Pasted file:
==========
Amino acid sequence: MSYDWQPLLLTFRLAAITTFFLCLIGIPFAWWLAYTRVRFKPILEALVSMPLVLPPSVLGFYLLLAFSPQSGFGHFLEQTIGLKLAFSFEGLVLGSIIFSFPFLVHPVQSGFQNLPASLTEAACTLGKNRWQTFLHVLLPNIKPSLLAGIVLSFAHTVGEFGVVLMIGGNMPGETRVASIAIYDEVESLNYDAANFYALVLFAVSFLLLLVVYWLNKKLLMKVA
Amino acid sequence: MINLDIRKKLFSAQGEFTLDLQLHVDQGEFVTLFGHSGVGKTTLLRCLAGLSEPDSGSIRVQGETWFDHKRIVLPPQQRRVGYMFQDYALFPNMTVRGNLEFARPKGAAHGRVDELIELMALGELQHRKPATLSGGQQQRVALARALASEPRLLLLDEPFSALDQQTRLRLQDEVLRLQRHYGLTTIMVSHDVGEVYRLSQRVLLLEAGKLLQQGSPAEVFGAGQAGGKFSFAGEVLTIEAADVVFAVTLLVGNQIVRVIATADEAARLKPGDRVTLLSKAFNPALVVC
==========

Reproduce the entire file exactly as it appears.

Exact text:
Amino acid sequence: MSYDWQPLLLTFRLAAITTFFLCLIGIPFAWWLAYTRVRFKPILEALVSMPLVLPPSVLGFYLLLAFSPQSGFGHFLEQTIGLKLAFSFEGLVLGSIIFSFPFLVHPVQSGFQNLPASLTEAACTLGKNRWQTFLHVLLPNIKPSLLAGIVLSFAHTVGEFGVVLMIGGNMPGETRVASIAIYDEVESLNYDAANFYALVLFAVSFLLLLVVYWLNKKLLMKVA
Amino acid sequence: MINLDIRKKLFSAQGEFTLDLQLHVDQGEFVTLFGHSGVGKTTLLRCLAGLSEPDSGSIRVQGETWFDHKRIVLPPQQRRVGYMFQDYALFPNMTVRGNLEFARPKGAAHGRVDELIELMALGELQHRKPATLSGGQQQRVALARALASEPRLLLLDEPFSALDQQTRLRLQDEVLRLQRHYGLTTIMVSHDVGEVYRLSQRVLLLEAGKLLQQGSPAEVFGAGQAGGKFSFAGEVLTIEAADVVFAVTLLVGNQIVRVIATADEAARLKPGDRVTLLSKAFNPALVVC